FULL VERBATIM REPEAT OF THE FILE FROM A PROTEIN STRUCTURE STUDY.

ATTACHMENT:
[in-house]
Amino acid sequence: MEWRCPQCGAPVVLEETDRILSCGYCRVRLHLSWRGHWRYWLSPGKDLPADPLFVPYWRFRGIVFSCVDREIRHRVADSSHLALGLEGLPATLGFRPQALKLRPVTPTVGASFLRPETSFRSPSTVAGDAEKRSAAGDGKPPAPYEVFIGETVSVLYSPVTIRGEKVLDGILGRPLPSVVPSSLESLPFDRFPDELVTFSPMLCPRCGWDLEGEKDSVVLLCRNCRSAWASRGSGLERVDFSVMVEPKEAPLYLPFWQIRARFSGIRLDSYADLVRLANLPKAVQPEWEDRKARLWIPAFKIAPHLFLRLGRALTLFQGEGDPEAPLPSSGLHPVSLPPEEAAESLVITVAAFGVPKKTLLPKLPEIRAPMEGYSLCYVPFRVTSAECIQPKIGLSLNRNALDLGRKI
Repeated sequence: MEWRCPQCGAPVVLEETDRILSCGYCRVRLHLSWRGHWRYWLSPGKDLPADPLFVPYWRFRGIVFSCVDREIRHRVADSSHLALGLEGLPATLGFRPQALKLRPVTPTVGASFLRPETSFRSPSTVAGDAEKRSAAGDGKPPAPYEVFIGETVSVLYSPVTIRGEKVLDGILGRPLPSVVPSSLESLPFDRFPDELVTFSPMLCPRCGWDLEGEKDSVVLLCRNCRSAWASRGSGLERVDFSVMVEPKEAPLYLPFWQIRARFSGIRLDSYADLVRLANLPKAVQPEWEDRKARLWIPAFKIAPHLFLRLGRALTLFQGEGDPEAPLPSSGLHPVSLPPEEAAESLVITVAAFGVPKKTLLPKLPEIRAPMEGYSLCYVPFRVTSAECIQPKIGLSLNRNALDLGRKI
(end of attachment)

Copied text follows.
[in-house]
Amino acid sequence: MEWRCPQCGAPVVLEETDRILSCGYCRVRLHLSWRGHWRYWLSPGKDLPADPLFVPYWRFRGIVFSCVDREIRHRVADSSHLALGLEGLPATLGFRPQALKLRPVTPTVGASFLRPETSFRSPSTVAGDAEKRSAAGDGKPPAPYEVFIGETVSVLYSPVTIRGEKVLDGILGRPLPSVVPSSLESLPFDRFPDELVTFSPMLCPRCGWDLEGEKDSVVLLCRNCRSAWASRGSGLERVDFSVMVEPKEAPLYLPFWQIRARFSGIRLDSYADLVRLANLPKAVQPEWEDRKARLWIPAFKIAPHLFLRLGRALTLFQGEGDPEAPLPSSGLHPVSLPPEEAAESLVITVAAFGVPKKTLLPKLPEIRAPMEGYSLCYVPFRVTSAECIQPKIGLSLNRNALDLGRKI
Repeated sequence: MEWRCPQCGAPVVLEETDRILSCGYCRVRLHLSWRGHWRYWLSPGKDLPADPLFVPYWRFRGIVFSCVDREIRHRVADSSHLALGLEGLPATLGFRPQALKLRPVTPTVGASFLRPETSFRSPSTVAGDAEKRSAAGDGKPPAPYEVFIGETVSVLYSPVTIRGEKVLDGILGRPLPSVVPSSLESLPFDRFPDELVTFSPMLCPRCGWDLEGEKDSVVLLCRNCRSAWASRGSGLERVDFSVMVEPKEAPLYLPFWQIRARFSGIRLDSYADLVRLANLPKAVQPEWEDRKARLWIPAFKIAPHLFLRLGRALTLFQGEGDPEAPLPSSGLHPVSLPPEEAAESLVITVAAFGVPKKTLLPKLPEIRAPMEGYSLCYVPFRVTSAECIQPKIGLSLNRNALDLGRKI